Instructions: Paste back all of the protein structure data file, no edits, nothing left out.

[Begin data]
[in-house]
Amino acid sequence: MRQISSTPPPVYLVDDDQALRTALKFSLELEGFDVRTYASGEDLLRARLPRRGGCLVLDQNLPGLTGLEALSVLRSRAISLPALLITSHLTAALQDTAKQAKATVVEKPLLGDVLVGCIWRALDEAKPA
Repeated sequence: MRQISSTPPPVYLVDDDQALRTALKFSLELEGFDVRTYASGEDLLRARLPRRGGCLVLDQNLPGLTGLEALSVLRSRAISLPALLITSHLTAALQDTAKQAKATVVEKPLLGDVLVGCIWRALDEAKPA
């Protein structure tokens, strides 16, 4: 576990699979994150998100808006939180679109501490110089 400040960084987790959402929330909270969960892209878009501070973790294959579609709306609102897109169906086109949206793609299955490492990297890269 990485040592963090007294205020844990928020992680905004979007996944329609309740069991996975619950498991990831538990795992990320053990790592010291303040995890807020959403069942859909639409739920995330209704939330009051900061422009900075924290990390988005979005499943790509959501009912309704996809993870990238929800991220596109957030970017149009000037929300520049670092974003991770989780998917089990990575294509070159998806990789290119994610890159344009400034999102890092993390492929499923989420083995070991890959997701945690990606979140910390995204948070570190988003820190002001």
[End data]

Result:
[in-house]
Amino acid sequence: MRQISSTPPPVYLVDDDQALRTALKFSLELEGFDVRTYASGEDLLRARLPRRGGCLVLDQNLPGLTGLEALSVLRSRAISLPALLITSHLTAALQDTAKQAKATVVEKPLLGDVLVGCIWRALDEAKPA
Repeated sequence: MRQISSTPPPVYLVDDDQALRTALKFSLELEGFDVRTYASGEDLLRARLPRRGGCLVLDQNLPGLTGLEALSVLRSRAISLPALLITSHLTAALQDTAKQAKATVVEKPLLGDVLVGCIWRALDEAKPA
């Protein structure tokens, strides 16, 4: 576990699979994150998100808006939180679109501490110089 400040960084987790959402929330909270969960892209878009501070973790294959579609709306609102897109169906086109949206793609299955490492990297890269 990485040592963090007294205020844990928020992680905004979007996944329609309740069991996975619950498991990831538990795992990320053990790592010291303040995890807020959403069942859909639409739920995330209704939330009051900061422009900075924290990390988005979005499943790509959501009912309704996809993870990238929800991220596109957030970017149009000037929300520049670092974003991770989780998917089990990575294509070159998806990789290119994610890159344009400034999102890092993390492929499923989420083995070991890959997701945690990606979140910390995204948070570190988003820190002001």